I bumped into Tom just under a year ago in the West End of London; he seemed genuinely happy to see me. He introduced me to his wife and two small children. He had successfully climbed the Cooperate Ladder since the end of our alliance and contemporarily held the senior position of Company Training Director. Just as we parted in the street Tom grabbed my hand and with his other hand on his heart he mouthed “Thank-you” – we simply smiled deeply at each other then travelled on our separate ways - always to be connected but never bound by the power of the healing we had accomplished together.

2. Jack: Jumping Jack Fearful?

Jack had been violently abused growing up and had seen his mother beaten by his father on countless occasions. Now In his early twenties Jack was a recovering drug addict four years clean and currently in a relationship he wanted to develop but was fearful of committing to.

Whenever Jack began to describe his experiences with his abusive father, Jack would pause, look up, go quiet for a while then change the subject. There seemed to be little movement taking place for him as a result of our psychotherapeutic association.

However, during one session, about a year into our alliance, Jack began to talk about his father again and I suddenly felt the need to probe him for greater disclosure, something I don’t usually do with clients. A blank look came over Jack’s face as I felt his ‘spirit’ forcefully lift out of his body and hover above it; as this occurred I felt myself ‘going up there with him’; a sensation that felt weird, highly fuzzy and totally disconnected. Feeling fearful I pulled back into myself fast. Jack seemed to stay hovered above his body. Gently I said, “Jack I know you are scared but can you come back down from up there and be with me?”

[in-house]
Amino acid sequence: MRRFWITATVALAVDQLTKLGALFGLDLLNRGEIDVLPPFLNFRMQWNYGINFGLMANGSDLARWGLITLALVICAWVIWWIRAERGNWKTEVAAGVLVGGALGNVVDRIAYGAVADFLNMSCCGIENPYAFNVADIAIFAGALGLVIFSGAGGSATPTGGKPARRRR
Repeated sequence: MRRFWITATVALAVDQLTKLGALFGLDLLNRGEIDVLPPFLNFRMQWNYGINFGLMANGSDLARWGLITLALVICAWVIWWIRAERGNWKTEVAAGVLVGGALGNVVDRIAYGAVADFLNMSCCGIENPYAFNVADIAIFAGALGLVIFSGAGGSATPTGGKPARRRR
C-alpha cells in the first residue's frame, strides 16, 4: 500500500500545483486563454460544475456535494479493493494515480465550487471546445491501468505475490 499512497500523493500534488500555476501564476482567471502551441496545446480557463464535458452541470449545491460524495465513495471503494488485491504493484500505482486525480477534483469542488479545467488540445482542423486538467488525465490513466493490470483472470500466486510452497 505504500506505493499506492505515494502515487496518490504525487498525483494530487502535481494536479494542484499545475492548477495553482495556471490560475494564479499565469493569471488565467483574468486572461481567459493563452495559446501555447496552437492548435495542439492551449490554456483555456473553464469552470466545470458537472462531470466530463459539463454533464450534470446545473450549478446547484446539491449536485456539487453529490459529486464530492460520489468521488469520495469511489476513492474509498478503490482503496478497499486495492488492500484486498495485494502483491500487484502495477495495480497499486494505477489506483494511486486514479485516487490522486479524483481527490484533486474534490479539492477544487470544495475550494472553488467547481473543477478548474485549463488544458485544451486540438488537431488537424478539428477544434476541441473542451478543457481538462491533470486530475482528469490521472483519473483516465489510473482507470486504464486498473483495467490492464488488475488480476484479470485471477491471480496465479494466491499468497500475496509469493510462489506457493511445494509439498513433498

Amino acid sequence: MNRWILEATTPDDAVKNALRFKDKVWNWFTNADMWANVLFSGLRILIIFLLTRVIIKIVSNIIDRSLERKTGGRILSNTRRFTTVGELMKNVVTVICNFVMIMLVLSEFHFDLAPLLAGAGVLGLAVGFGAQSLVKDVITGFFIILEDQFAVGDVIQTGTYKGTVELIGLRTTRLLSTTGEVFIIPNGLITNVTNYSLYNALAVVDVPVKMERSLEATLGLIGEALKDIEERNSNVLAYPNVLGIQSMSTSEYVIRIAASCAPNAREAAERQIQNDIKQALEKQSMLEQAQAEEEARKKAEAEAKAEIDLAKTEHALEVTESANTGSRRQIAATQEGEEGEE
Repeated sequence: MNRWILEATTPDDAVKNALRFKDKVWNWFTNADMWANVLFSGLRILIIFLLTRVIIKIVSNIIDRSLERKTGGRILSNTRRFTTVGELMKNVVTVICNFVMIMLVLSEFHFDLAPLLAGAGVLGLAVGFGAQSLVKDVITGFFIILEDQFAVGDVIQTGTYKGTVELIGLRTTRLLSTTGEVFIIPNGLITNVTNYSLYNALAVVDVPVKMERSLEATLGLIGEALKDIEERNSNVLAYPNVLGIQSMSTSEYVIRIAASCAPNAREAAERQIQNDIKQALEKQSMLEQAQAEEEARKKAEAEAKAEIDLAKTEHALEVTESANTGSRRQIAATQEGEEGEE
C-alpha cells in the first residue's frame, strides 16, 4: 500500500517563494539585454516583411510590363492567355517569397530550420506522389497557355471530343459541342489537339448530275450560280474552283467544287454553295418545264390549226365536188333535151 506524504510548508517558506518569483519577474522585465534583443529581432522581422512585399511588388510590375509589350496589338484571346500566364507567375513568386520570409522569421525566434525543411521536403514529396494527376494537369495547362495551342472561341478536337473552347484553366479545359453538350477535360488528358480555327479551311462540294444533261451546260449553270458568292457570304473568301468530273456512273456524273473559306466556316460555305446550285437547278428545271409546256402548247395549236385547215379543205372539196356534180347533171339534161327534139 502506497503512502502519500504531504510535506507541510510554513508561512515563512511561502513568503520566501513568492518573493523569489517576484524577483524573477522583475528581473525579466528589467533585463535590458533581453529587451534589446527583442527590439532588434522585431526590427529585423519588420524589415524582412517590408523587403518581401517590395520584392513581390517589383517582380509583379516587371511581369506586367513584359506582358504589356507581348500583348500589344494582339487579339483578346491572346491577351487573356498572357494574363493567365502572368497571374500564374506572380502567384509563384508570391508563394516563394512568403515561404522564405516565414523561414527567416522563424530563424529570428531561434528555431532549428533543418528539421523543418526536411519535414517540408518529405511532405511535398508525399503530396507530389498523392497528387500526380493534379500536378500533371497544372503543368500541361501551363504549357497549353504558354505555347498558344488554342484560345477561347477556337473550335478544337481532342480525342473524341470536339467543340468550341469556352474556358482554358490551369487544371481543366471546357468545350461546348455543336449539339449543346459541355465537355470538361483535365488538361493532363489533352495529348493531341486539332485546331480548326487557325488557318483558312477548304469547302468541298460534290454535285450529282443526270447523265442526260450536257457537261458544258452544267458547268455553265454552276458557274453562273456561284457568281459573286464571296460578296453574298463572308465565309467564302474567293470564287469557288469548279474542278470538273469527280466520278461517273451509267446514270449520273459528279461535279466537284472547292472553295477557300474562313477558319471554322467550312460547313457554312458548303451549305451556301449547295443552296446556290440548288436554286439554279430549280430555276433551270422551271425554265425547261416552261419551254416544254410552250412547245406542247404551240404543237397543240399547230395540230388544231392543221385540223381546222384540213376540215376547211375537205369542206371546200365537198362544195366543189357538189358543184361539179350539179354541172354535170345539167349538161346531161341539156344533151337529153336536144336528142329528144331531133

After sometime Jack looked at me with confusion etched on his suddenly crumpled face.

“Where did I go?” he asked.

I explained to him what I had just experienced; we sat silently for some while. Jack then looked at me again and spoke, “I use to do that thing – the thing I just did whenever my father started in on me. He used to call me a stupid cunt, a worthless tosser. It was loathsome. I hated him and I still do … but I couldn’t get away he’d pin me to the wall and just shout at or hit me so I got away by leaving my head. I still do that thing whenever I get afraid in relationships.”

I believe my sudden, organically experienced ‘need to probe ‘ (which I responded to without thought) psychotherapeutically ‘pinned Jack against the wall’ just as his father had done; providing a natural and safe opportunity (because of my ‘attuned presence and witness to the event) for Jack to experience how he had protected himself against his father’s onslaughts. Subsequently Jack disclosed all he could remember about growing up and the hideous, violent experiences he’d had. He also recognised that he did not process much between our sessions and came to the conclusion that he needed to do so. Consequently Jack ‘travelled ‘quickly toward commitment in his love relationship.

Jack ended our alliance six months later when his lover moved in to live with him.

Christine Brown 2014